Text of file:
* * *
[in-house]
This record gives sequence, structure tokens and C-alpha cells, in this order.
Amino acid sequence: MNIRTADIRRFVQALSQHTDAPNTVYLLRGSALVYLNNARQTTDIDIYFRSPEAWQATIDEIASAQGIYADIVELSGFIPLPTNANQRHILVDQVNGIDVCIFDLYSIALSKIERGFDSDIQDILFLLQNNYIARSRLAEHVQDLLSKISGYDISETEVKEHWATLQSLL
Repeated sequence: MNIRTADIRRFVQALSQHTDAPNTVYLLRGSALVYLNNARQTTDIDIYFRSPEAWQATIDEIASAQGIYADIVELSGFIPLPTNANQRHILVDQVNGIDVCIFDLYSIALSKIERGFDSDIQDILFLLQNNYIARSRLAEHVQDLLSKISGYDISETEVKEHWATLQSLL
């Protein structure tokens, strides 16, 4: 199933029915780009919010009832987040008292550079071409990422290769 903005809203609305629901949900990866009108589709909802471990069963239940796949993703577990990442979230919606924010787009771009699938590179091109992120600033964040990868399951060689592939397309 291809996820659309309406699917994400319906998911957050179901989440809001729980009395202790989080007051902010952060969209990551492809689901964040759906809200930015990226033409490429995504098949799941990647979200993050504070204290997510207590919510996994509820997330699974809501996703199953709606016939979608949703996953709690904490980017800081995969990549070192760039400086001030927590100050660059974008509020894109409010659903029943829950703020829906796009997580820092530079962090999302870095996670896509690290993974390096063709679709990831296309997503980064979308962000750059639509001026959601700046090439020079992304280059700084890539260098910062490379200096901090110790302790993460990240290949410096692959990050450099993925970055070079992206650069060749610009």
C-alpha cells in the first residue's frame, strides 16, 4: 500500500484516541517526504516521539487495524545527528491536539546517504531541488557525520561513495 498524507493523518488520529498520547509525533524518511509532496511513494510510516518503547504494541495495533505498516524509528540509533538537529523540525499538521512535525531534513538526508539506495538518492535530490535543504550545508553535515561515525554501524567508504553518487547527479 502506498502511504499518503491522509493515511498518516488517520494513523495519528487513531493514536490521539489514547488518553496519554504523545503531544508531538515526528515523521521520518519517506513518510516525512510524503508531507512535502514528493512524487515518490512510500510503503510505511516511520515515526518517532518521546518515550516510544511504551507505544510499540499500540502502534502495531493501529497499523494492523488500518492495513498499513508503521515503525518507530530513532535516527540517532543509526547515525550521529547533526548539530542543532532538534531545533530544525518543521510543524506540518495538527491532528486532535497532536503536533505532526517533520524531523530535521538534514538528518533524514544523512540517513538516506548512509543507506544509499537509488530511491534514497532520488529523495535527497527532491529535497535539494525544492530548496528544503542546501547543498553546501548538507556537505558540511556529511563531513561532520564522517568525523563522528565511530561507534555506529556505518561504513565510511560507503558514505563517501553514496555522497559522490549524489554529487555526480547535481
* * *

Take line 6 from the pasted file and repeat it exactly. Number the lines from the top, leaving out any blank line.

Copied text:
C-alpha cells in the first residue's frame, strides 16, 4: 500500500484516541517526504516521539487495524545527528491536539546517504531541488557525520561513495 498524507493523518488520529498520547509525533524518511509532496511513494510510516518503547504494541495495533505498516524509528540509533538537529523540525499538521512535525531534513538526508539506495538518492535530490535543504550545508553535515561515525554501524567508504553518487547527479 502506498502511504499518503491522509493515511498518516488517520494513523495519528487513531493514536490521539489514547488518553496519554504523545503531544508531538515526528515523521521520518519517506513518510516525512510524503508531507512535502514528493512524487515518490512510500510503503510505511516511520515515526518517532518521546518515550516510544511504551507505544510499540499500540502502534502495531493501529497499523494492523488500518492495513498499513508503521515503525518507530530513532535516527540517532543509526547515525550521529547533526548539530542543532532538534531545533530544525518543521510543524506540518495538527491532528486532535497532536503536533505532526517533520524531523530535521538534514538528518533524514544523512540517513538516506548512509543507506544509499537509488530511491534514497532520488529523495535527497527532491529535497535539494525544492530548496528544503542546501547543498553546501548538507556537505558540511556529511563531513561532520564522517568525523563522528565511530561507534555506529556505518561504513565510511560507503558514505563517501553514496555522497559522490549524489554529487555526480547535481